While it may be conceded that the plaintiffs have sustained no pecuniary loss or direct property damage from the action complained of, yet it is the view of this Court that they have acquired, by joining and paying dues to the defendant Association, an interest in the Association and its property, and privileges which entitle them to assert that the character or membership of the Association shall not be changed except in accordance with the By-Laws of the Association (said to be the oldest in America).

 It is the opinion of this Court that the assertion of such rights and interests does not violate rights protected by the Fifth Amendment of the Constitution or the public policy of the United States. The Legal Register for the District of Columbia lists a number of bar associations besides the defendant, which have limited or restricted membership. In addition to the defendant Bar Association, there is the Washington Bar Association, the Women's Bar Association, the Federal Bar Association. There is also a Patent Bar Association and a Barristers Club or Association. The legality and propriety of such associations have not been questioned, and members who have joined such associations have a right to insist that they continue to represent the special interests for which they were organized until their purpose and objective are changed in accordance with the basic law of the organization. Ross v. Evert, 275 Wis. 523, 82 N.W.2d 315.

 People of any race, religion, or political faith may assemble and associate for the advancement of their interests. No sound public policy would destroy the interesting diversity of life. If the aim and end of democracy should be to reduce all men to the same shape and shade and common opinion, then it could and should not survive. It would counter one of the fundamental principles of evolution.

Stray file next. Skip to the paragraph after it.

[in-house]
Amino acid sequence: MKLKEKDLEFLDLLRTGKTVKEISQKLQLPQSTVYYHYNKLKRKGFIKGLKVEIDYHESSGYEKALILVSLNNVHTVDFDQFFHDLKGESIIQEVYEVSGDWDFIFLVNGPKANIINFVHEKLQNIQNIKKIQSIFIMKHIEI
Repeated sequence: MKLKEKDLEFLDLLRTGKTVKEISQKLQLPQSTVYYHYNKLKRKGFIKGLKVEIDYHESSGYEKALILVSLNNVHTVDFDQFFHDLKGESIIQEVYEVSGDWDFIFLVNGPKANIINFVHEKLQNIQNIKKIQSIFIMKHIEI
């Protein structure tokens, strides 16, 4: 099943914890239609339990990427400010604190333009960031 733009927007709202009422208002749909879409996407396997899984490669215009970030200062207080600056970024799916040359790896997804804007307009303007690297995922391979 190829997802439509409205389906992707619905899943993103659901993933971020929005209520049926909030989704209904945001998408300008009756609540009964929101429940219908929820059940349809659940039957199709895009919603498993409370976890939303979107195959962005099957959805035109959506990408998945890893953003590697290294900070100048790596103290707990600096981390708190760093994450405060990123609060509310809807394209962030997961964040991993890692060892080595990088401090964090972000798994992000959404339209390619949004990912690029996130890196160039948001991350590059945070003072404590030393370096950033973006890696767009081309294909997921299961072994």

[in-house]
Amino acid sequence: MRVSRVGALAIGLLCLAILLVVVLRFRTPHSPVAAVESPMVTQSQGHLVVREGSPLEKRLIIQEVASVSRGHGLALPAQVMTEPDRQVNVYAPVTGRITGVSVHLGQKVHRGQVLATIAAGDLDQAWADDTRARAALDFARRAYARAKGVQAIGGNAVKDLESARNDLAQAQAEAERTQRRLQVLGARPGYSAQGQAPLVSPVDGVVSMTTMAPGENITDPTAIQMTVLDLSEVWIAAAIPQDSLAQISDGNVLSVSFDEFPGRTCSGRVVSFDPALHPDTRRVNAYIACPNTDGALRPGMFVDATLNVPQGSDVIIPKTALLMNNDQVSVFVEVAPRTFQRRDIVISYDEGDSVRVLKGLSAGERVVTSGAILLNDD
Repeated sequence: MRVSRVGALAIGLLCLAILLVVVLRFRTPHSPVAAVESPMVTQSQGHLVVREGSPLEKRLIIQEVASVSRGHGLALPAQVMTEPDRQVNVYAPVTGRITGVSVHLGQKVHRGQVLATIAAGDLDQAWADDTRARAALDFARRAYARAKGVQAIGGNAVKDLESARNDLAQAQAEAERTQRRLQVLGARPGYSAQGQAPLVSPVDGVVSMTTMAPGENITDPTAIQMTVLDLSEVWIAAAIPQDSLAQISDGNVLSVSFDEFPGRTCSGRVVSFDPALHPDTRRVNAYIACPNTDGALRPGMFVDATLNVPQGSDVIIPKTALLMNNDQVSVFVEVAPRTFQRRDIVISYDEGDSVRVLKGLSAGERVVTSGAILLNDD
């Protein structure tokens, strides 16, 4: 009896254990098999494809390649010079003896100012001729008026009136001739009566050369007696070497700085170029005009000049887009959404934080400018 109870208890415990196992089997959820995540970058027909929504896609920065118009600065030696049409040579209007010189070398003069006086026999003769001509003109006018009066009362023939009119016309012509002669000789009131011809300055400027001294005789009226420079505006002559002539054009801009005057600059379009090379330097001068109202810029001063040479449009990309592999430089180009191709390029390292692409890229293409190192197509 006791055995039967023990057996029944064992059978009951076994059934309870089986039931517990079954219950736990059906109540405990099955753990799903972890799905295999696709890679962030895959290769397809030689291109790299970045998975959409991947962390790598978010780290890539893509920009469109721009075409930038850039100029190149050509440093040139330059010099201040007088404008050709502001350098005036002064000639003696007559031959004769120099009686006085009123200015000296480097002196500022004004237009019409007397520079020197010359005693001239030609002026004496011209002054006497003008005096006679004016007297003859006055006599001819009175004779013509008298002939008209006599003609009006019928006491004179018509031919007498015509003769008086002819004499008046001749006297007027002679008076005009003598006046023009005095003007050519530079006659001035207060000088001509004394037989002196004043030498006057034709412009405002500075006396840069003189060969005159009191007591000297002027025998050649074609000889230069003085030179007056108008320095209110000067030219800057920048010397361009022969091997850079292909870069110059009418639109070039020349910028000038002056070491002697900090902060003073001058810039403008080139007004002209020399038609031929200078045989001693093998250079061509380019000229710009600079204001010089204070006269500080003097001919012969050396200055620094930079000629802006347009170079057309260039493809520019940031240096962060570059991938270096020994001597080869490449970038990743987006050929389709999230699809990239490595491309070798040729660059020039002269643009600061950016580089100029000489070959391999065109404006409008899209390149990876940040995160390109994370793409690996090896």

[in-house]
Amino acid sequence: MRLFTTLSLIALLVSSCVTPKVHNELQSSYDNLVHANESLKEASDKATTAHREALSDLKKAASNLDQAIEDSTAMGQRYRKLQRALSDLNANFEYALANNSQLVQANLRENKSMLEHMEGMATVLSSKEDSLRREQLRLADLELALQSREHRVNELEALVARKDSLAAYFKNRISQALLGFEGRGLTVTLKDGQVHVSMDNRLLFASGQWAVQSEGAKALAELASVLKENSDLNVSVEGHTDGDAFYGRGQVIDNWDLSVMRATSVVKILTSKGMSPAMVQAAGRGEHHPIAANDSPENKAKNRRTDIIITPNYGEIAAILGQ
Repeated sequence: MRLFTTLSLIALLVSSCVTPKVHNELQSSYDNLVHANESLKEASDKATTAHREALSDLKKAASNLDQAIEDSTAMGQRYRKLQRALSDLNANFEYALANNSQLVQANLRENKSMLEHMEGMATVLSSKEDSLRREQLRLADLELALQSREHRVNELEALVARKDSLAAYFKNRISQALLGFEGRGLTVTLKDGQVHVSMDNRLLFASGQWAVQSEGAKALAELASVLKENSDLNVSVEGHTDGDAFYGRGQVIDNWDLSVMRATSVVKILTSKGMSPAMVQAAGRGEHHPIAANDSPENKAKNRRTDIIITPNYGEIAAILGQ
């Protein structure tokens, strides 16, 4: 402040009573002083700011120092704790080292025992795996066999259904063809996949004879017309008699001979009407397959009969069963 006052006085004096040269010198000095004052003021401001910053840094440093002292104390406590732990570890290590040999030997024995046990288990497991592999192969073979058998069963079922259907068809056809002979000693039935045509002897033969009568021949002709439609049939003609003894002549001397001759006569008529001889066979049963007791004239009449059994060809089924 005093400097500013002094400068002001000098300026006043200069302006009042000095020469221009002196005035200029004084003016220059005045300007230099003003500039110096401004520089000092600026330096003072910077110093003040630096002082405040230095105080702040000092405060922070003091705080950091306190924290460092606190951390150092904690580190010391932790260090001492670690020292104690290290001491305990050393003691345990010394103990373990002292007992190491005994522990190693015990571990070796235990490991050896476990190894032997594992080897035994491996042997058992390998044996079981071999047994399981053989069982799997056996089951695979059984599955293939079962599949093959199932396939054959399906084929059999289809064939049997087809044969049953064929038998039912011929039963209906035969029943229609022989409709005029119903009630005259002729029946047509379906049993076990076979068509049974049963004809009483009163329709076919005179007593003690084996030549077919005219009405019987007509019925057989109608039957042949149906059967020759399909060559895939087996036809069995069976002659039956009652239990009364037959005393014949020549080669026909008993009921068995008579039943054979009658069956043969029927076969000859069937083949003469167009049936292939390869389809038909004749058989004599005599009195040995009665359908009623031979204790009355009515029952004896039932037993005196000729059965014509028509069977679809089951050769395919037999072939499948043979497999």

It is apparent to any person of fair mind that, if the defendant Association wishes to represent and to speak for all the lawyers of the District, then in all fairness it ought to make all lawyers eligible for membership. If it does not do so, then members of the bar who champion the proposed amendment ought to unite with other members of like mind and organize an all-inclusive bar association for the District which would be authorized to speak and act for all persons admitted to practice before the United States District Court.

 The defendant Association, for a long time, has restricted its membership, and some of its members emphasize that object and purpose of the Association which is 'to increase the mutual improvement and social intercourse of its members'. If they feel that the social purposes of a limited membership are of more importance than being the agency of the entire bar of the District, their wishes and desires should not be overridden or denied except by action of the Association taken in accordance with the By-Laws.

 Judgment for plaintiffs. This opinion may serve as findings of fact and conclusions of law, and counsel may prepare and submit a final order.